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Updated: Jan 3, 2020
Cassette tapes, CDs, early MP3 players. In the last five decades, we have cycled through our fare share of methods for music consumption, but few have endured in the same manner as vinyl. Records, despite any perceived limitations in regards to both breadth and bulk, have earned the type of cult-like, devoted following that has kept record stores, however small, open against all odds. While the likes of CD peddlers like the Wherehouse and Tower Records have shuttered their doors, swept away in the wake of a ruthless digital tsunami, NYC record stores live on. These largely small operations, run by people with a passion for high fidelity, act as stubborn bastions of a certain kind of culture. Their very existence is a fight against the current demands for smaller, faster, cheaper, lighter. Vinyl is none of these things. Vinyl is its own reward.
It makes sense that New York City, with its long historical connection to music and its fervent support of small businesses, plays host to a handful of expertly curated record stores. That’s why we’ve partnered with Genius — the Brooklyn-based company devoted to lyrics and musical knowledge — to bring you a list of some of the best of the boroughs, with selections from a few friends featured in For New York. Whether you like Chick Corea or Mac DeMarco, chances are one of the purveyors listed here will have what you’re looking for, and probably a few things you didn’t even know you needed. There is nothing quite like discovering your new favorite record while manually flipping through sleeves of plastic-covered cardboard, words and images calling to you with the promise of surprise. That feeling is something the digital realm has stripped away. These NYC record shops, however, will make sure it’s never wholly lost.
“They get amazing collections; recently, they came up on a huge collection of early 80s, UK indie, Factory Records, and early dance stuff. I find their whole perspective really cool because it’s such an agnostic outlook on music – you’ll find everything there.”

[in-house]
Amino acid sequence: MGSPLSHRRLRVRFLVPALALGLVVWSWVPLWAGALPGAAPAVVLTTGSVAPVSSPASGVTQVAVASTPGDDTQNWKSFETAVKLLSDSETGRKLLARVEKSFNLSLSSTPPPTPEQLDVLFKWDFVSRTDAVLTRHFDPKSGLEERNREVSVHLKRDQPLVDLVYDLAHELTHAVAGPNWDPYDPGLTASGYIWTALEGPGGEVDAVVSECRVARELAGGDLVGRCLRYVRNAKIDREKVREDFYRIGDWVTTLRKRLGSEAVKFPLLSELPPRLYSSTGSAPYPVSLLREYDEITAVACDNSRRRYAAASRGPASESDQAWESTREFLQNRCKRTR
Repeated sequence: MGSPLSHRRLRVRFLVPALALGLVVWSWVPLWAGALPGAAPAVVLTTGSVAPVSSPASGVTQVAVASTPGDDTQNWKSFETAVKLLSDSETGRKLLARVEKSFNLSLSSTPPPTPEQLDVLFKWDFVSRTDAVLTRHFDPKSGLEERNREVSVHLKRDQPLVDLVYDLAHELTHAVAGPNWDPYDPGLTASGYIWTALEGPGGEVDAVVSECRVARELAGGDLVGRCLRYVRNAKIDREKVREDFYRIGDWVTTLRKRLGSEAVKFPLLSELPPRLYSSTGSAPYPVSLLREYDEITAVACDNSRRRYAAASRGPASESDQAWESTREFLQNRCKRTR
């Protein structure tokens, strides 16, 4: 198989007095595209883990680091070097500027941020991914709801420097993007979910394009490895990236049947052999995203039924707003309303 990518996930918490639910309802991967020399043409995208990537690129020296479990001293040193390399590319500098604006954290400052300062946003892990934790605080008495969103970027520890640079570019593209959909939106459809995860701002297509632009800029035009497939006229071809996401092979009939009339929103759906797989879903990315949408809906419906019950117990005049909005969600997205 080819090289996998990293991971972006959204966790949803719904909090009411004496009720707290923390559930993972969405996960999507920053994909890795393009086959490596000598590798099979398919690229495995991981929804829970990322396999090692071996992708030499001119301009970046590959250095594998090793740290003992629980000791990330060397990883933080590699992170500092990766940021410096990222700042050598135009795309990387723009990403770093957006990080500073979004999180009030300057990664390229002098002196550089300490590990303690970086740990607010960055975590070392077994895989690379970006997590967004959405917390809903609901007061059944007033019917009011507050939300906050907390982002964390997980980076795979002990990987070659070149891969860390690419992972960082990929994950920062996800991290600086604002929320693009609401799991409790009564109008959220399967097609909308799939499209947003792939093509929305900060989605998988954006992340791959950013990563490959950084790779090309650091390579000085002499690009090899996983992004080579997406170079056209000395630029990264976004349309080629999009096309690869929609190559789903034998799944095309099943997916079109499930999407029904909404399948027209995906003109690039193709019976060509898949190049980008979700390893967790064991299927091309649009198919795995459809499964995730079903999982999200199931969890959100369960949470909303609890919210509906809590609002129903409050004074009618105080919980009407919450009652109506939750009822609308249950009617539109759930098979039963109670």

Captured Tracks, 195 Calyer St, Brooklyn, NY 11222
“It’s still one of the East Village’s hidden gems and my go-to spot to buy and sell used records. From the dollar bins to the wall trophies, it’s perfectly curated and all heat.”
Good Records NYC, 218 E 5th St, New York, NY 10003
“To this day, their curation focuses heavily on punk, alternative, and rock – all of my favorites!”
Generation Records, 210 Thompson St, New York, NY 10012
“Ben’s a real maven; his perspectives and selection are really peerless – he’ll hold a lot of stuff like boogie, drum-n-bass, reggae, hip hop records that are all rooted in dance DNA.”
Co-Op 87, 87 Guernsey St, Brooklyn, NY 11211
“While you’re not going to find a copy of that rare funk record you’ve been looking for, you’ll come up on a dope ’80’s dancehall 12” you’ve never seen before. That’s the type of music discovery you can’t get from an algorithm.”
Charlie’s Calypso City, 1241 Fulton St, Brooklyn, NY 11216
“They’re a great resource for beginners and audiophiles alike; everyone who works there knows more than you do about music, but none of them will be condescending or treat you like shit.” – David Perez Shadi
“TTL was always very specific in its curation – its core audience is comprised of audiophiles, vinyl collectors, and music heads. The selection of equipment and records here is peerlessly handpicked – you’re never going to find anything cheap or gimmicky. It’s strictly the best of the best.” – DJ Neil Armstrong
“The most impressive thing about Turntable Lab is that they treat everyone who walks in the door the same way. Doesn’t matter if it’s me or someone just starting to learn how to DJ, they let relationships build up organically. That’s super dope to see a crew like that treat all of their customers with respect – like they’re DJs.” – DJ Clark Kent
Turntable Lab, 120 E 7th St, New York, NY 10009
“You’ll always find some joints you never knew you wanted, but played in that context it makes total sense. That’s exactly what a good store should do – make you see things differently than you would have before.”
Academy Records, 85 Oak St, Brooklyn, NY 11222
“Fool’s Gold is a business that I own with my brother A-Trak, Nick Catchdubs, and our business partner Ben Jacobs. At its most essential, Fool’s Gold is a couple of things – it’s a record label and a brick and mortar record shop. I think that, as Canadians who moved to New York, opening the physical shop was kind of like putting our stamp on the neighborhood we love… So, as much as it is a place of business, it’s also the conduit we use to give back to our community; it’s how we invest in the cultural fabric of Williamsburg and Brooklyn.”
Fool’s Gold Records, 536 Metropolitan Ave, Brooklyn, NY 11211
Samantha Novick is a senior editor at Funding Circle, specializing in small business financing. She has a bachelor's degree from the Gallatin School of Individualized Study at New York University. Prior to Funding Circle, Samantha was a community manager at Marcus by Goldman Sachs. Her work has been featured in a number of top small business resource sites and publications.